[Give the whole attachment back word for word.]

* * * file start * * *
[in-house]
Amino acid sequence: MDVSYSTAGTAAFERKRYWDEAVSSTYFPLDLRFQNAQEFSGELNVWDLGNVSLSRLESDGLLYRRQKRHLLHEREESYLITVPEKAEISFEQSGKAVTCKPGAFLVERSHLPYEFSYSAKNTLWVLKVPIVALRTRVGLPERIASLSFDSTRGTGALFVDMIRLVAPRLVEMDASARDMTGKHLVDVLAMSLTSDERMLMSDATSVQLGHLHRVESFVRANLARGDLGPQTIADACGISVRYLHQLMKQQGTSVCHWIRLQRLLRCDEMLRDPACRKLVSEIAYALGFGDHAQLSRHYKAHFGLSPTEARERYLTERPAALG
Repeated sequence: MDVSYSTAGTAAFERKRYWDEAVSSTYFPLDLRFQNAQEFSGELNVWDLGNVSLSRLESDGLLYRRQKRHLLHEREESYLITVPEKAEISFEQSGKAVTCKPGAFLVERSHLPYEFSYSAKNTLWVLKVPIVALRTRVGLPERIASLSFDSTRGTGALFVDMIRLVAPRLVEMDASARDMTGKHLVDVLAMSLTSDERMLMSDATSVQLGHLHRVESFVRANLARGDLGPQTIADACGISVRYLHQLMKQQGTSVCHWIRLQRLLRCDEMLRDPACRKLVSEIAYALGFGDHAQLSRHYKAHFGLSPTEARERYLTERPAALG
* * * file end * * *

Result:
[in-house]
Amino acid sequence: MDVSYSTAGTAAFERKRYWDEAVSSTYFPLDLRFQNAQEFSGELNVWDLGNVSLSRLESDGLLYRRQKRHLLHEREESYLITVPEKAEISFEQSGKAVTCKPGAFLVERSHLPYEFSYSAKNTLWVLKVPIVALRTRVGLPERIASLSFDSTRGTGALFVDMIRLVAPRLVEMDASARDMTGKHLVDVLAMSLTSDERMLMSDATSVQLGHLHRVESFVRANLARGDLGPQTIADACGISVRYLHQLMKQQGTSVCHWIRLQRLLRCDEMLRDPACRKLVSEIAYALGFGDHAQLSRHYKAHFGLSPTEARERYLTERPAALG
Repeated sequence: MDVSYSTAGTAAFERKRYWDEAVSSTYFPLDLRFQNAQEFSGELNVWDLGNVSLSRLESDGLLYRRQKRHLLHEREESYLITVPEKAEISFEQSGKAVTCKPGAFLVERSHLPYEFSYSAKNTLWVLKVPIVALRTRVGLPERIASLSFDSTRGTGALFVDMIRLVAPRLVEMDASARDMTGKHLVDVLAMSLTSDERMLMSDATSVQLGHLHRVESFVRANLARGDLGPQTIADACGISVRYLHQLMKQQGTSVCHWIRLQRLLRCDEMLRDPACRKLVSEIAYALGFGDHAQLSRHYKAHFGLSPTEARERYLTERPAALG